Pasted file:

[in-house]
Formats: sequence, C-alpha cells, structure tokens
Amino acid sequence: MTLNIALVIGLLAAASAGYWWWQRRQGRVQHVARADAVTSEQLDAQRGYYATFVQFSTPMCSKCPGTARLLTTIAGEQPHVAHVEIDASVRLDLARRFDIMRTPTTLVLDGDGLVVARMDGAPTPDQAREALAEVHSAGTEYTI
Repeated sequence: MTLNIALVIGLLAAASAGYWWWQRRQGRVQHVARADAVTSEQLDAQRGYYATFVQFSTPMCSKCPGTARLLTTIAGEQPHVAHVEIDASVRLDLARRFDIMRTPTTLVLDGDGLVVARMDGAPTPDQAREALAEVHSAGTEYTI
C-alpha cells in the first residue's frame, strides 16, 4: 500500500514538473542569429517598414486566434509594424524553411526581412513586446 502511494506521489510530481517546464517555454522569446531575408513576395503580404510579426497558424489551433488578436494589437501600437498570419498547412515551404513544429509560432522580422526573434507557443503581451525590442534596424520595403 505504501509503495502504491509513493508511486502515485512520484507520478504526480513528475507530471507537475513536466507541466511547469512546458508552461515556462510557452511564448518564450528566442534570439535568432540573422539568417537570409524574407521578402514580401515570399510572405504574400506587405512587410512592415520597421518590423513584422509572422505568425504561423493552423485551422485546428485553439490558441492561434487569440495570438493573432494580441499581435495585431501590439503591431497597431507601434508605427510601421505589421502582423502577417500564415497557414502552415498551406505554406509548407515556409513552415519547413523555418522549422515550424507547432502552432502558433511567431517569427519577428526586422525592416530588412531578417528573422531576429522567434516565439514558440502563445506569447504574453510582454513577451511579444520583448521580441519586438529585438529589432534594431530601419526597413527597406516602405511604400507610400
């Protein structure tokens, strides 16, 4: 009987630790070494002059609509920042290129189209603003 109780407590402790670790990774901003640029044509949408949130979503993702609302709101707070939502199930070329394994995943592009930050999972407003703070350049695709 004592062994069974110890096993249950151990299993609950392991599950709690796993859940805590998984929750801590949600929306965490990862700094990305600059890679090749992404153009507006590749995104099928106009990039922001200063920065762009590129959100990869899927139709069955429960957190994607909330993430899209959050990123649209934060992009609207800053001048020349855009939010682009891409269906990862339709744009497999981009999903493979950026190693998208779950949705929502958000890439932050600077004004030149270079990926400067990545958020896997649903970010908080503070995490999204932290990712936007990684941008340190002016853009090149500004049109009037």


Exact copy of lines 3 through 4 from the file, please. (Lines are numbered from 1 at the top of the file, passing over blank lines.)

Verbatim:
Amino acid sequence: MTLNIALVIGLLAAASAGYWWWQRRQGRVQHVARADAVTSEQLDAQRGYYATFVQFSTPMCSKCPGTARLLTTIAGEQPHVAHVEIDASVRLDLARRFDIMRTPTTLVLDGDGLVVARMDGAPTPDQAREALAEVHSAGTEYTI
Repeated sequence: MTLNIALVIGLLAAASAGYWWWQRRQGRVQHVARADAVTSEQLDAQRGYYATFVQFSTPMCSKCPGTARLLTTIAGEQPHVAHVEIDASVRLDLARRFDIMRTPTTLVLDGDGLVVARMDGAPTPDQAREALAEVHSAGTEYTI